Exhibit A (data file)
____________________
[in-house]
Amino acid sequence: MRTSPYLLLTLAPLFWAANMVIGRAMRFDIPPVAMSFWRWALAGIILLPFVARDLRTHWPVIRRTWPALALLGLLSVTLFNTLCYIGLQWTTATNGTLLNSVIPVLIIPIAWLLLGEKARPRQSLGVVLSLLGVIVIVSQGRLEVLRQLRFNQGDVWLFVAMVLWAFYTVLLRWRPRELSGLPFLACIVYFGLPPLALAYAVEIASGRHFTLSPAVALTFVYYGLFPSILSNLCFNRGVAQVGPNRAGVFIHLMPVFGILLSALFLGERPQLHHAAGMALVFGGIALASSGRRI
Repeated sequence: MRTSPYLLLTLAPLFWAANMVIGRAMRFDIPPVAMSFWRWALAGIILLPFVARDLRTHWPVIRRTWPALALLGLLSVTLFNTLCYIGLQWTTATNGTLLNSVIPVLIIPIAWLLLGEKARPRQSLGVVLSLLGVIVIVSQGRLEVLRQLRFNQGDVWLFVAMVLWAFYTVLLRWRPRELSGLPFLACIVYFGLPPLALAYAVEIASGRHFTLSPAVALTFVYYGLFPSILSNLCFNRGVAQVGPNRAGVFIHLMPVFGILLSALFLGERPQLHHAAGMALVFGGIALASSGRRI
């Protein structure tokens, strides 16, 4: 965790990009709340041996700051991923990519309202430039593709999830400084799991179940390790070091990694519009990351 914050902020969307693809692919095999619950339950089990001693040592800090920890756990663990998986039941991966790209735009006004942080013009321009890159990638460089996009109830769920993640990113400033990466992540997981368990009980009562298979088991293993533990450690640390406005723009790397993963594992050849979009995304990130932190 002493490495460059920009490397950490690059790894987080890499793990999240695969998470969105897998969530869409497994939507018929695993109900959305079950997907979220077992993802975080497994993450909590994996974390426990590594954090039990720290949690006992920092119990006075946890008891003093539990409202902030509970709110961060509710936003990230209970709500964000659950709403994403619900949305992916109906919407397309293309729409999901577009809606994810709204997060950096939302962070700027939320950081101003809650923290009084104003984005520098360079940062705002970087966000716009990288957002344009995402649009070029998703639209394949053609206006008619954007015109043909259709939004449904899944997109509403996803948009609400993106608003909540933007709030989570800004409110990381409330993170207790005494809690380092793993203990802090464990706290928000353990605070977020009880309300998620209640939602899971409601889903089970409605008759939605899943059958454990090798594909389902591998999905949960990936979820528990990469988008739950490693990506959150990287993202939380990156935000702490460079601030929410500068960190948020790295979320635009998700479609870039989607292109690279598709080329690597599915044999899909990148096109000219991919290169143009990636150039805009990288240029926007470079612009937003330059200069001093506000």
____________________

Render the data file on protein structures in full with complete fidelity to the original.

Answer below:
[in-house]
Amino acid sequence: MRTSPYLLLTLAPLFWAANMVIGRAMRFDIPPVAMSFWRWALAGIILLPFVARDLRTHWPVIRRTWPALALLGLLSVTLFNTLCYIGLQWTTATNGTLLNSVIPVLIIPIAWLLLGEKARPRQSLGVVLSLLGVIVIVSQGRLEVLRQLRFNQGDVWLFVAMVLWAFYTVLLRWRPRELSGLPFLACIVYFGLPPLALAYAVEIASGRHFTLSPAVALTFVYYGLFPSILSNLCFNRGVAQVGPNRAGVFIHLMPVFGILLSALFLGERPQLHHAAGMALVFGGIALASSGRRI
Repeated sequence: MRTSPYLLLTLAPLFWAANMVIGRAMRFDIPPVAMSFWRWALAGIILLPFVARDLRTHWPVIRRTWPALALLGLLSVTLFNTLCYIGLQWTTATNGTLLNSVIPVLIIPIAWLLLGEKARPRQSLGVVLSLLGVIVIVSQGRLEVLRQLRFNQGDVWLFVAMVLWAFYTVLLRWRPRELSGLPFLACIVYFGLPPLALAYAVEIASGRHFTLSPAVALTFVYYGLFPSILSNLCFNRGVAQVGPNRAGVFIHLMPVFGILLSALFLGERPQLHHAAGMALVFGGIALASSGRRI
């Protein structure tokens, strides 16, 4: 965790990009709340041996700051991923990519309202430039593709999830400084799991179940390790070091990694519009990351 914050902020969307693809692919095999619950339950089990001693040592800090920890756990663990998986039941991966790209735009006004942080013009321009890159990638460089996009109830769920993640990113400033990466992540997981368990009980009562298979088991293993533990450690640390406005723009790397993963594992050849979009995304990130932190 002493490495460059920009490397950490690059790894987080890499793990999240695969998470969105897998969530869409497994939507018929695993109900959305079950997907979220077992993802975080497994993450909590994996974390426990590594954090039990720290949690006992920092119990006075946890008891003093539990409202902030509970709110961060509710936003990230209970709500964000659950709403994403619900949305992916109906919407397309293309729409999901577009809606994810709204997060950096939302962070700027939320950081101003809650923290009084104003984005520098360079940062705002970087966000716009990288957002344009995402649009070029998703639209394949053609206006008619954007015109043909259709939004449904899944997109509403996803948009609400993106608003909540933007709030989570800004409110990381409330993170207790005494809690380092793993203990802090464990706290928000353990605070977020009880309300998620209640939602899971409601889903089970409605008759939605899943059958454990090798594909389902591998999905949960990936979820528990990469988008739950490693990506959150990287993202939380990156935000702490460079601030929410500068960190948020790295979320635009998700479609870039989607292109690279598709080329690597599915044999899909990148096109000219991919290169143009990636150039805009990288240029926007470079612009937003330059200069001093506000």